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Single Fibrin Fiber Mechanical Properties and Lysis

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abstract
Fibrinogen, one of the most abundant proteins in blood plasma, plays a central role in hemostasis and thrombotic disease. In the final step of the coagulation cascade, thrombin proteolytically converts fibrinogen to fibrin, which then forms a mesh of fibrin fibers. This mesh is the major structural component of a blood clot. Over the last few years the mechanical properties of fibrin fibers, such as their modulus, elasticity and extensibility, have been determined using samples formed from purified fibrinogen. In my work, presented in this dissertation, I initiated study on the more complex and more physiologically relevant fibrin fibers formed from plasma samples, in an effort to find relationships between single fibrin fiber mechanical properties and disease states.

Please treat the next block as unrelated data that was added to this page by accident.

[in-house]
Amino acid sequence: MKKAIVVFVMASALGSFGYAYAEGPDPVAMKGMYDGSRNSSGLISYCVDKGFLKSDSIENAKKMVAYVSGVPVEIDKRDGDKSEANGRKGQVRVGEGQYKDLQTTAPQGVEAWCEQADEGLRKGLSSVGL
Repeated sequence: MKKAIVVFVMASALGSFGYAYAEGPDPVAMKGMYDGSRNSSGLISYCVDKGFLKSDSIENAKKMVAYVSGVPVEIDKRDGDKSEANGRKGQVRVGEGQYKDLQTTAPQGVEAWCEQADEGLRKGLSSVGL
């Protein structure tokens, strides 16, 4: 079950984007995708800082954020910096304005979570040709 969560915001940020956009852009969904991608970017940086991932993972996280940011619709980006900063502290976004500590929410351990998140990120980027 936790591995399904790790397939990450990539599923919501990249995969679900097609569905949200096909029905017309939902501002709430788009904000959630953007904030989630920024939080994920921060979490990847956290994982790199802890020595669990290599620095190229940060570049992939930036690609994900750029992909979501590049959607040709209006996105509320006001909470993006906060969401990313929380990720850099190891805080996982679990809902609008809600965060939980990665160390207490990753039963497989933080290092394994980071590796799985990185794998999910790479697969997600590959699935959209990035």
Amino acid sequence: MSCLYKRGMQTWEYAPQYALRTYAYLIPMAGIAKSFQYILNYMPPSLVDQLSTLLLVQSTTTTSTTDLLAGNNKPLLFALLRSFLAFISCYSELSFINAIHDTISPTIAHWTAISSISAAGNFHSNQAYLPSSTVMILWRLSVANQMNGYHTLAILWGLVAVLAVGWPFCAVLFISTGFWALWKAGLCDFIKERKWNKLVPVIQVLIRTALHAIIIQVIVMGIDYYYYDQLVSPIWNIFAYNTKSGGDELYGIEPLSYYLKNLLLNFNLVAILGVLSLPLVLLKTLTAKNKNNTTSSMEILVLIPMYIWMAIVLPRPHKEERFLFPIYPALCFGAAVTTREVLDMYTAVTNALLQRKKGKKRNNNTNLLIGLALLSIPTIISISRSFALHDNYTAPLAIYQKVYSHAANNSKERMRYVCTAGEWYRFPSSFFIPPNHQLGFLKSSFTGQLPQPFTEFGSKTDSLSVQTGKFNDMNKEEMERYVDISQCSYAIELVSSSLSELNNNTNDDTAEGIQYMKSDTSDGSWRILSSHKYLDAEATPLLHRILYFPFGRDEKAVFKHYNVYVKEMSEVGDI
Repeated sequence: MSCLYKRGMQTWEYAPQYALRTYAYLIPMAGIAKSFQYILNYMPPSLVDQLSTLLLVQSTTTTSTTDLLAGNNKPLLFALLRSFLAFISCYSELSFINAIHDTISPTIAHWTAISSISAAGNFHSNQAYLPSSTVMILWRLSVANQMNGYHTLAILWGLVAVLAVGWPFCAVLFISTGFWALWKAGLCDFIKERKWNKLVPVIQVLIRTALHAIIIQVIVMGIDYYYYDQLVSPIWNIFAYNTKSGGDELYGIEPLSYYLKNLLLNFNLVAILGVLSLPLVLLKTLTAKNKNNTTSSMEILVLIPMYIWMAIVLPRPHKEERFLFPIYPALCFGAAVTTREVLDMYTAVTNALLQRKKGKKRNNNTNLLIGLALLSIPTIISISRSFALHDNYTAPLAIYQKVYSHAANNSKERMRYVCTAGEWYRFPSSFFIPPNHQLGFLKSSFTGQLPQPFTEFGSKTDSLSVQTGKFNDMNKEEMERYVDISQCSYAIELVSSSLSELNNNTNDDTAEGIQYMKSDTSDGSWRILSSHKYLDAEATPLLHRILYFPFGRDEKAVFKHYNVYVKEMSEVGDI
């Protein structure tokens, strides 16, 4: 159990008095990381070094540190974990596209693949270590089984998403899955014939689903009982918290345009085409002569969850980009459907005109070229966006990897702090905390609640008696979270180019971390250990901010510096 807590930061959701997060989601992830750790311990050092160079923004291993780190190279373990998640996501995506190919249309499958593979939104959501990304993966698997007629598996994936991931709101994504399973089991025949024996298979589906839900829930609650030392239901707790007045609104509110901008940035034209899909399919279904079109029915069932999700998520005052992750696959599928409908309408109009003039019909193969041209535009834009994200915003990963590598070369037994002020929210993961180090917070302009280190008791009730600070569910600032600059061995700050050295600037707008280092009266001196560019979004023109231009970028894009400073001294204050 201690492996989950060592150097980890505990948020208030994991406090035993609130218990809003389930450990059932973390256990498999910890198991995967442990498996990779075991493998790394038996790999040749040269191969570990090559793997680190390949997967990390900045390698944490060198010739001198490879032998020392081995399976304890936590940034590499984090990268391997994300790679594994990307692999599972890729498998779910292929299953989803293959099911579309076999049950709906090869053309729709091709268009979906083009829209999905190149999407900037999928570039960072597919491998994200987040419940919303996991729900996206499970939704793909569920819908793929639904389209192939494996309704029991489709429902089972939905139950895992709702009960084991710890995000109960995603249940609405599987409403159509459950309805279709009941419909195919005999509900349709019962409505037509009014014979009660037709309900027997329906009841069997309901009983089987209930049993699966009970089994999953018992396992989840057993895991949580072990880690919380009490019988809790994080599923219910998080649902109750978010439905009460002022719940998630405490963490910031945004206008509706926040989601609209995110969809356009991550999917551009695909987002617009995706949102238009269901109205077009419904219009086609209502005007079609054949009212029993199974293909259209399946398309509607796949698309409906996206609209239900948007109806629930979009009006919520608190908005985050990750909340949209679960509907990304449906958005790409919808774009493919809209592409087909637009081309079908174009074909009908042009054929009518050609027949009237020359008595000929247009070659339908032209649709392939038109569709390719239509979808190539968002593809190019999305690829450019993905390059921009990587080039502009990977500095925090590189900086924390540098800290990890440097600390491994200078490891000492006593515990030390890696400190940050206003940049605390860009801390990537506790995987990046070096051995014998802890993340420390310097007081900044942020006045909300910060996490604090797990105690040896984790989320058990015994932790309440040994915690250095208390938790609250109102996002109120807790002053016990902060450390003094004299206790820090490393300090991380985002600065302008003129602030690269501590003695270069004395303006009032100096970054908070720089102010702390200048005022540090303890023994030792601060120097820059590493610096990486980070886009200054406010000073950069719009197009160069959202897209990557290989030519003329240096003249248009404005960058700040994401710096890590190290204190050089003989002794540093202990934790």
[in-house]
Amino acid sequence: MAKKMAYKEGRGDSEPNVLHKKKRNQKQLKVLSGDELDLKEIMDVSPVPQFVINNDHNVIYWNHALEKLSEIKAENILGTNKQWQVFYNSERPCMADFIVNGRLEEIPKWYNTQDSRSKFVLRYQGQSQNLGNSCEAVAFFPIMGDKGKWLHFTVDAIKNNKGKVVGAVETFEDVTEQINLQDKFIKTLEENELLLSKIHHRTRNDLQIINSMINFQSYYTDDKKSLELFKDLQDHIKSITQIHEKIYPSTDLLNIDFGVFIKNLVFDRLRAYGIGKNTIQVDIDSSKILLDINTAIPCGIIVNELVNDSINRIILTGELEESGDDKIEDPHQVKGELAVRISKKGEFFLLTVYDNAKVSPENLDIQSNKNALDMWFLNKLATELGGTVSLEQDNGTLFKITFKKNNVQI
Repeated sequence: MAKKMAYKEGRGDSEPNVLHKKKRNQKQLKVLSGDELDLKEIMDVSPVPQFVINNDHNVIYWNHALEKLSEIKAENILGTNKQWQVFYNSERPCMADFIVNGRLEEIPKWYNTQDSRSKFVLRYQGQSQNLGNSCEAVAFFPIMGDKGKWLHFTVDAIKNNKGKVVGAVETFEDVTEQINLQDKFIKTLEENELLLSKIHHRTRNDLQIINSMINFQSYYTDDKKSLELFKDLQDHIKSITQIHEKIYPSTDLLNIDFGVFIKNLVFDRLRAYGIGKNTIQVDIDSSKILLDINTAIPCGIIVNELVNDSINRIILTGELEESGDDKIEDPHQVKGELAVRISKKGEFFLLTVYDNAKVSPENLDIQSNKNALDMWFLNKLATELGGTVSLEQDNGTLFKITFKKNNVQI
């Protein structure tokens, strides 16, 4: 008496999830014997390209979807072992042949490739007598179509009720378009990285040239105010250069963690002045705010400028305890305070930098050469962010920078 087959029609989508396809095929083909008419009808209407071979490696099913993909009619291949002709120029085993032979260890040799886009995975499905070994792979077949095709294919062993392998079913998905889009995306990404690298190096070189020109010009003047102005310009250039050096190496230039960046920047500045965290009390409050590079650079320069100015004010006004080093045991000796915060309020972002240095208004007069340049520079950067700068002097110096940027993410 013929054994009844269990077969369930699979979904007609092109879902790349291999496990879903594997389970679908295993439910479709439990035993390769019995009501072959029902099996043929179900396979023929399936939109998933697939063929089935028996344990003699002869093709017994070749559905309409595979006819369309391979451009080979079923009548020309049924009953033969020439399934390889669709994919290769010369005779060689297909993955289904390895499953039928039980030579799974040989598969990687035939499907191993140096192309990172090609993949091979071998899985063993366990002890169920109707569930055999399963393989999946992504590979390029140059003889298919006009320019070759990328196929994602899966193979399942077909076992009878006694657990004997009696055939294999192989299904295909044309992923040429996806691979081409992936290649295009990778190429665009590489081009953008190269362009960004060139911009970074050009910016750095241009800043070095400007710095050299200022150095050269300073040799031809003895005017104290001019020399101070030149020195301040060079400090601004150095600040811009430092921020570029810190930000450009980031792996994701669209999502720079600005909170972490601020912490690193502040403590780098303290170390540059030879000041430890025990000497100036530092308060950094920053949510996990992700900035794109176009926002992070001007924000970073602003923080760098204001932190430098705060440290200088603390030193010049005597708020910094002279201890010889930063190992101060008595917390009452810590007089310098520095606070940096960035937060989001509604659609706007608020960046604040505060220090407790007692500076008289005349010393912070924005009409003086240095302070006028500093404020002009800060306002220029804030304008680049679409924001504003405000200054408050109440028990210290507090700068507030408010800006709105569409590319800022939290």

subject
fibrin fiber
lysis
mechanical property
contributor
LI, WEI (author)
Guthold, Martin (committee chair)
Marrs, Glen (committee member)
Bonin, Keith (committee member)
Macosko, Jed (committee member)
Williams, Richard (committee member)
date
2015-08-25T08:35:35Z (accessioned)
2017-08-24T08:30:13Z (available)
2015 (issued)
degree
Physics (discipline)
embargo
2017-08-24 (terms)
identifier
http://hdl.handle.net/10339/57266 (uri)
language
en (iso)
publisher
Wake Forest University
title
Single Fibrin Fiber Mechanical Properties and Lysis
type
Dissertation

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